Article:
By Karina Moreton
Mongolia has mountains, grasslands and desert, so it was a perfect location for filming some fascinating stories for Human Planet. When I was asked to be the teams’ fixer in Mongolia, I had a ‘pinch me’ moment – here was an opportunity for me to show off the country that I love so much , to producers at the BBC’s Natural History Unit! Armed with maps, photos and anecdotes, we discussed a wide range of potential stories and we settled on a few. Based in the UK , my role is to set up recces and shoots for film shoots. However, I am always trying to dream up ways to get on location myself rather than to be just co-ordinating from the office. The winter Gobi shoot for the Deserts programme promised to be a tricky one, so I wangled my way onto it.
In the weeks up to our arrival, my colleague Esee travelled to the remote South Gobi talking to camel herders about wolves. It was a big ask. We wanted to find a family who were affected by wolves killing their livestock; who had pregnant camels due to give birth during our time there; who lived near the snow line – who looked good on camera… and who were happy for a team of us live with them and film them for a few weeks!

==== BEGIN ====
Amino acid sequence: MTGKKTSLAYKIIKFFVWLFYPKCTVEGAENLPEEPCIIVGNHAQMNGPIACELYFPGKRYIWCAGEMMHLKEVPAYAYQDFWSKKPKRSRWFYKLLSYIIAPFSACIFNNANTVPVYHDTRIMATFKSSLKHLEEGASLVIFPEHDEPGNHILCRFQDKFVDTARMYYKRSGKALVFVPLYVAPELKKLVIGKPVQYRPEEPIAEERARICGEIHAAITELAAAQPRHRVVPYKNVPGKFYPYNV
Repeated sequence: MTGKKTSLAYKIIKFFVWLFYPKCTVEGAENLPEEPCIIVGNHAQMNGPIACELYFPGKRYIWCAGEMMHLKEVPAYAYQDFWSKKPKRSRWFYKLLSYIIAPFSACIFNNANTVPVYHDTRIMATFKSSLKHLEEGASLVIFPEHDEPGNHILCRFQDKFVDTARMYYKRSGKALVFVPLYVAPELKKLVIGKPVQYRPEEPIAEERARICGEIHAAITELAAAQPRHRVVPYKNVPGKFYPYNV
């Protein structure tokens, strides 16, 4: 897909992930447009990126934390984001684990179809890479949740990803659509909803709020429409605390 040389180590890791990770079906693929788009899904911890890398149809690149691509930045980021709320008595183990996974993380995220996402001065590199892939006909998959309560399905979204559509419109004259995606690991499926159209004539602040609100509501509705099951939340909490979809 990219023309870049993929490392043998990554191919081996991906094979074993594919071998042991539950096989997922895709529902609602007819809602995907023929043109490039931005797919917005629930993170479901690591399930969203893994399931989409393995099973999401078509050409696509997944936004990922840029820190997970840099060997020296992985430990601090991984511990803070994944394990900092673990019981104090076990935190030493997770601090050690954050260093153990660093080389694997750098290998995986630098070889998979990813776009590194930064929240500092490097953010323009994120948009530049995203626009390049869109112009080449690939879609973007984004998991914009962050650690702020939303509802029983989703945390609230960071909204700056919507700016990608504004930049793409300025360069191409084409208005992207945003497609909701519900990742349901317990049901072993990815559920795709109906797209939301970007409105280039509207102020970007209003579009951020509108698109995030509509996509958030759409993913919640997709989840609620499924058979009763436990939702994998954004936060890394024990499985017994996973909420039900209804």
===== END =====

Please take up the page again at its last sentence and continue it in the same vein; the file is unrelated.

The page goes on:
Somehow the amazing Esee found the right candidates – camel herder Ganbold and his family. Once the teams started filming, I had a whole host of questions thrown at me ‘how do we film if the wolf attacks at night without freezing to death?”. One moment we would be discussing the likelihood of a snowstorm in the Gobi desert in the first few weeks of February; the next dealing with the fact that the only town in the South Gobi has run out of firewood.
I am sure the viewers will connect with these warm-hearted people and learn from their daily challenges. It is the moments that weren’t captured on camera that will remain with me – the time when 6 year old Otgonbayar and I shared the very intimate moment of a lamb being born; the serene solitude of his elder sister riding off into the empty desert with their flock; and the giggles shared with the girls in the ger.
Mongolia and her people have captured my heart. I am so happy that audiences around the world will be able to have an insight into the culture and landscapes of this incredible country. Over the years, I have gained so much from the Mongolian nomads I have spent time with. Panoramic Journeys, who I work for, always give back to the families and communities they work with. Ganbold and his family now supplement their income by hosting guests who would like to experience their lifestyle first hand.
Little Otgonbayar was keen to know when the photographs and footage that we’d shot would be seen by them all . I was four months pregnant at the time, and so it was handy to be able to say that the Human Planet book featuring the photos of stills photographer Tim Allen wouldn’t be published until my baby was running. I continue to pinch myself, for although my work for HP has come to an end, Ganbold and his family remain friends. My son is nearly walking now – but I will be returning to the Gobi with The Human Planet book and the series on my laptop very soon.